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Contemporary Perspectives on Air Cooling of Electronic Components

978-1-56700-304-8 (Print)

Contemporary Perspectives on Air Cooling of Electronic Components

Mark E. Steinke
Mechanical Engineering Department, Rochester Institute of Technology, Rochester, New York 14623, USA


In this book the author discusses the roots of electronics cooling and how air cooling is still dominant over water cooling and will remain so for the near term. For over a century now, this area has been ripe with active research in many disciplines spanning heat transfer, thermodynamics, materials science, and structural engineering. Perhaps the most appealing feature of the electronics cooling field is the very multidisciplinary nature of the challenges being overcome. Unlike some other areas, the electronics cooling system designer must have knowledge of several disciplines to design and deliver the most optimal electronics cooling solution. In the future there will be a new roadmap laid out before us and there may be a time liquid cooling is required in mainstream computing. However, I see many current years where air cooling will play a critical role and must be improved to meet future needs.

91 pages, © 2012

Table of Contents:

Chapter 1: Historical Perspective Of Electronics Cooling
1.1 Early History of Electronics Cooling
1.2 Processor Transistor Density and Power Consumption
1.3 Multi-Core Processing
1.4 Power Management Algorithms
1.5 Memory Power
1.6 Historical Lessons
Chapter 2: The Relevance Of Extending Air Cooling
2.1 Need for Advancing Air-Cooling- Based Technologies
2.2 Processor-Based Concerns
2.2.1 Increasing Mechanical Forces
2.2.2 Increasing Non-Processing Power
2.2.3 3D Packaging
2.3 Memory- Based Concerns
2.4 Communications-Based Concerns
2.5 Data-Center-Based Concerns
2.6 LED-Based Concerns
Chapter 3: Heat Sink Design Fundamentals
3.1 Introduction
3.2 Thermal Design Power and Temperature Specifications for Electronics Components
3.3 Heat Transfer in Electronic Packages
3.3.1 Basic Air Cooling Structure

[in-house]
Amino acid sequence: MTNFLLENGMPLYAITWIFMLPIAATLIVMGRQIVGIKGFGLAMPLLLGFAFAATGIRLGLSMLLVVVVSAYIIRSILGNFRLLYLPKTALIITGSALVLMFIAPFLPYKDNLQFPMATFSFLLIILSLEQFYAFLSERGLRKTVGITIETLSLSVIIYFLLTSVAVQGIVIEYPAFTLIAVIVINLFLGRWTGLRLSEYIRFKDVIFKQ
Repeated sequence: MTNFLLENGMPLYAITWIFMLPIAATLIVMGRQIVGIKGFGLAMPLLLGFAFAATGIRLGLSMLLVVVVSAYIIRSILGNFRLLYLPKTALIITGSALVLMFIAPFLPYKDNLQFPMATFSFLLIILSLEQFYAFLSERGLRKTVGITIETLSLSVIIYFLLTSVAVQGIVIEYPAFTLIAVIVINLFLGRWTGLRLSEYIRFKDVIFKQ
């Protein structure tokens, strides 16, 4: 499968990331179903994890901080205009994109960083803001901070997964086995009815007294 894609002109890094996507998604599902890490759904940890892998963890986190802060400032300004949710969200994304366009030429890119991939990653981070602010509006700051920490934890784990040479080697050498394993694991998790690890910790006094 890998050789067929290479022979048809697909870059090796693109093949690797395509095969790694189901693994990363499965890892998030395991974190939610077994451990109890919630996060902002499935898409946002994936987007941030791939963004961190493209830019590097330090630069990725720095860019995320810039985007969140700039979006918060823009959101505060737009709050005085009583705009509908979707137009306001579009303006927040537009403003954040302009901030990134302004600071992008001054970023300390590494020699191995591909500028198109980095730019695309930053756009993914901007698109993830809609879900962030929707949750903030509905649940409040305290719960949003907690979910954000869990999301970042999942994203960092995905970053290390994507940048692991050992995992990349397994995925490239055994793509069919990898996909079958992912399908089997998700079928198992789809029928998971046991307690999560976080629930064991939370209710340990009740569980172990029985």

3.3.2 Contact Resistance
3.3.3 Interface Pressure
3.4 Thermal Interface Material
3.5 Air Cooling Heat Sink Analysis
3.5.1 Theoretical Equations for Fin Heat Transfer
3.5.2 Experimental Testing
3.6 Heat Sink Validation for Component Thermal Specifications
Chapter 4: Air Flow Design Fundamentals
4.1 Introduction
4.2 Air Flow Generation by an Air- Moving Device
4.2.1 Structure and Comparison of Centrifugal Blowers and Axial Fans
4.2.2 Basic Principles and Equations
4.2.3 Performance of a Single Fan
4.2.4 Performance of Multiple Fans
4.3 Air Flow Impedance and Distribution
4.3.1 System-Level Air Flow Impedance
4.3.2 System Operating Points
4.3.3 Air Flow Distribution
Chapter 5: Recent Advances In Air-Cooling Technologies
5.1 Introduction
5.2 Recent Thermal Interface Material Advancements
5.2.1 Review of Thermal Interface Materials
5.2.2 Liquid Metal Thermal Interface Material
5.2.3 Products Based Upon Nanotechnology
5.3 Recent Heat Sink Advancements
5.3.1 Advances in Heat Sink Manufacturing
5.3.2 Recent Vapor Chamber Advances
5.3.3 Recent Heat Pipe Advances
5.3.4 Emerging Heat Sink Structures
Chapter 6: Future Needs For Air Cooling Technologies
6.1 Future Areas of Research and Development
6.2 Materials Science Research
6.3 Heat Sink Structure
6.4 Aerodynamics Efficiency Research
6.5 Acoustic Signature Reduction Research
6.6 Power Management and Power Efficiency
6.7 Cost, Cost, Cost
6.8 Overall Thoughts